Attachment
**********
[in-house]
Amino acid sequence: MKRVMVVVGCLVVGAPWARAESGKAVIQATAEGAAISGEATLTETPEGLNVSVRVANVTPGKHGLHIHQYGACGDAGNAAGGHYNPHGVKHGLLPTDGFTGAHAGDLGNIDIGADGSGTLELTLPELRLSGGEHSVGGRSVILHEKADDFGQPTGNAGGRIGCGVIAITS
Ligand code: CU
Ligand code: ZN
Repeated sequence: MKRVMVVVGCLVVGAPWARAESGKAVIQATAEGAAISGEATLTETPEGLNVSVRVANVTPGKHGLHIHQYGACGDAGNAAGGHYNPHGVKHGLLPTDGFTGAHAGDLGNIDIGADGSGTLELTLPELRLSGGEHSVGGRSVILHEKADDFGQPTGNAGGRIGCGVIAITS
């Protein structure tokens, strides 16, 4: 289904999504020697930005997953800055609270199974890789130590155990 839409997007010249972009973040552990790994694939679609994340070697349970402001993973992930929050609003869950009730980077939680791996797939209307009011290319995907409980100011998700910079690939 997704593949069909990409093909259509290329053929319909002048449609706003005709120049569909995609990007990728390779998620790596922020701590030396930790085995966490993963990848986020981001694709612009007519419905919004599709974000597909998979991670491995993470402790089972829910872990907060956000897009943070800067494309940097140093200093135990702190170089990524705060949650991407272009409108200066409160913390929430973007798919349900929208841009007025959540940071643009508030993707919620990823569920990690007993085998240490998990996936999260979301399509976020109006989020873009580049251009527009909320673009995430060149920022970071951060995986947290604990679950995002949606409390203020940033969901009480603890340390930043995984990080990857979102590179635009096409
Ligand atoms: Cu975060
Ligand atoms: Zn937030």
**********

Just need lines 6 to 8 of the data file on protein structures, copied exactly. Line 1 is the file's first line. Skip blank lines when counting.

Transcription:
């Protein structure tokens, strides 16, 4: 289904999504020697930005997953800055609270199974890789130590155990 839409997007010249972009973040552990790994694939679609994340070697349970402001993973992930929050609003869950009730980077939680791996797939209307009011290319995907409980100011998700910079690939 997704593949069909990409093909259509290329053929319909002048449609706003005709120049569909995609990007990728390779998620790596922020701590030396930790085995966490993963990848986020981001694709612009007519419905919004599709974000597909998979991670491995993470402790089972829910872990907060956000897009943070800067494309940097140093200093135990702190170089990524705060949650991407272009409108200066409160913390929430973007798919349900929208841009007025959540940071643009508030993707919620990823569920990690007993085998240490998990996936999260979301399509976020109006989020873009580049251009527009909320673009995430060149920022970071951060995986947290604990679950995002949606409390203020940033969901009480603890340390930043995984990080990857979102590179635009096409
Ligand atoms: Cu975060
Ligand atoms: Zn937030």